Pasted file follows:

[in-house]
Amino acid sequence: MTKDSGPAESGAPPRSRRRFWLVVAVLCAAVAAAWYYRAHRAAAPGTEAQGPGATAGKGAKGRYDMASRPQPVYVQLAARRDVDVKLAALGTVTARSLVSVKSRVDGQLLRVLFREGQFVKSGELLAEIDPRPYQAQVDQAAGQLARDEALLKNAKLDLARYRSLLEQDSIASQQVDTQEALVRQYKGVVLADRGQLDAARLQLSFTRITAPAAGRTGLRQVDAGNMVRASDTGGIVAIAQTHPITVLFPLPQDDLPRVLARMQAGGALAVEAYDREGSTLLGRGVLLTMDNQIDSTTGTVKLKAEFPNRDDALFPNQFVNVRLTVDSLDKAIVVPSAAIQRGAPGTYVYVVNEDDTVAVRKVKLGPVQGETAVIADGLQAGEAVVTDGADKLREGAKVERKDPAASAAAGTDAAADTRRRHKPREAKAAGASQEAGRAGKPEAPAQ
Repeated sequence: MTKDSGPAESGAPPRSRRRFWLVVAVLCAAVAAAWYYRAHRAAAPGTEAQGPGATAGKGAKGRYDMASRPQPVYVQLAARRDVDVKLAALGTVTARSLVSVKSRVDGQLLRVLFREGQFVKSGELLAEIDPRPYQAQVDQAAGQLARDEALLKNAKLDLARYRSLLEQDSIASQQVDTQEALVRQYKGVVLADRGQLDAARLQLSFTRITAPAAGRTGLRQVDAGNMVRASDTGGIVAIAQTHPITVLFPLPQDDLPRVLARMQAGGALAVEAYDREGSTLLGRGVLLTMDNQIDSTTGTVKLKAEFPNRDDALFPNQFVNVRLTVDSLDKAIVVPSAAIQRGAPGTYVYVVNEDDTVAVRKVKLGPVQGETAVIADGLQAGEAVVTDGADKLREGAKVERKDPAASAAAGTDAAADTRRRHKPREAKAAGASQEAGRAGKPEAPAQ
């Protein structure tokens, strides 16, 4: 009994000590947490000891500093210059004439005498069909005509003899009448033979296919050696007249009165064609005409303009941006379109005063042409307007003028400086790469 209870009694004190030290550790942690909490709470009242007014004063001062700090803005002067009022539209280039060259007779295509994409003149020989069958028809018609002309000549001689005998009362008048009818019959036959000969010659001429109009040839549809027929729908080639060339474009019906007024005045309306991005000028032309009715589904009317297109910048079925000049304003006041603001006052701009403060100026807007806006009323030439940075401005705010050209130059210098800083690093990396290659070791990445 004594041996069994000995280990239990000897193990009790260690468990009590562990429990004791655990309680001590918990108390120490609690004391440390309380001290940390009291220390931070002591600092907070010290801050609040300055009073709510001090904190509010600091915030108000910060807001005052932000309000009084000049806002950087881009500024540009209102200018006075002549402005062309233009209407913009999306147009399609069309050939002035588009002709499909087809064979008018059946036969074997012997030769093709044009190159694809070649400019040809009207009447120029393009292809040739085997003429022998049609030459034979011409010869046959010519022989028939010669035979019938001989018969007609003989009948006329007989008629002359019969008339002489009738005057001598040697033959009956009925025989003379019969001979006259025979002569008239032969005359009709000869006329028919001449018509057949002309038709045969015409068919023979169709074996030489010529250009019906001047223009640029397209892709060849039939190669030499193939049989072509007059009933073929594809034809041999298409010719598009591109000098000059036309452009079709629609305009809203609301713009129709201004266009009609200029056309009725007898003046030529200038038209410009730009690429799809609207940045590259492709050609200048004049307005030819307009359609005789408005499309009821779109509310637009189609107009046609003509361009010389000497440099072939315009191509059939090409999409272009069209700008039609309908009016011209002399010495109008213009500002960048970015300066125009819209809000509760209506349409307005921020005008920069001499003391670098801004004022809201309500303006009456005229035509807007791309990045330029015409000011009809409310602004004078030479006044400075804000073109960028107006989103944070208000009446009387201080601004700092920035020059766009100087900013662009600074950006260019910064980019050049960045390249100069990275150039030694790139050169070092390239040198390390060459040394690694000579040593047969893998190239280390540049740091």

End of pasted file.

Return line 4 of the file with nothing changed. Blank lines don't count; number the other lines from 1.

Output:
């Protein structure tokens, strides 16, 4: 009994000590947490000891500093210059004439005498069909005509003899009448033979296919050696007249009165064609005409303009941006379109005063042409307007003028400086790469 209870009694004190030290550790942690909490709470009242007014004063001062700090803005002067009022539209280039060259007779295509994409003149020989069958028809018609002309000549001689005998009362008048009818019959036959000969010659001429109009040839549809027929729908080639060339474009019906007024005045309306991005000028032309009715589904009317297109910048079925000049304003006041603001006052701009403060100026807007806006009323030439940075401005705010050209130059210098800083690093990396290659070791990445 004594041996069994000995280990239990000897193990009790260690468990009590562990429990004791655990309680001590918990108390120490609690004391440390309380001290940390009291220390931070002591600092907070010290801050609040300055009073709510001090904190509010600091915030108000910060807001005052932000309000009084000049806002950087881009500024540009209102200018006075002549402005062309233009209407913009999306147009399609069309050939002035588009002709499909087809064979008018059946036969074997012997030769093709044009190159694809070649400019040809009207009447120029393009292809040739085997003429022998049609030459034979011409010869046959010519022989028939010669035979019938001989018969007609003989009948006329007989008629002359019969008339002489009738005057001598040697033959009956009925025989003379019969001979006259025979002569008239032969005359009709000869006329028919001449018509057949002309038709045969015409068919023979169709074996030489010529250009019906001047223009640029397209892709060849039939190669030499193939049989072509007059009933073929594809034809041999298409010719598009591109000098000059036309452009079709629609305009809203609301713009129709201004266009009609200029056309009725007898003046030529200038038209410009730009690429799809609207940045590259492709050609200048004049307005030819307009359609005789408005499309009821779109509310637009189609107009046609003509361009010389000497440099072939315009191509059939090409999409272009069209700008039609309908009016011209002399010495109008213009500002960048970015300066125009819209809000509760209506349409307005921020005008920069001499003391670098801004004022809201309500303006009456005229035509807007791309990045330029015409000011009809409310602004004078030479006044400075804000073109960028107006989103944070208000009446009387201080601004700092920035020059766009100087900013662009600074950006260019910064980019050049960045390249100069990275150039030694790139050169070092390239040198390390060459040394690694000579040593047969893998190239280390540049740091």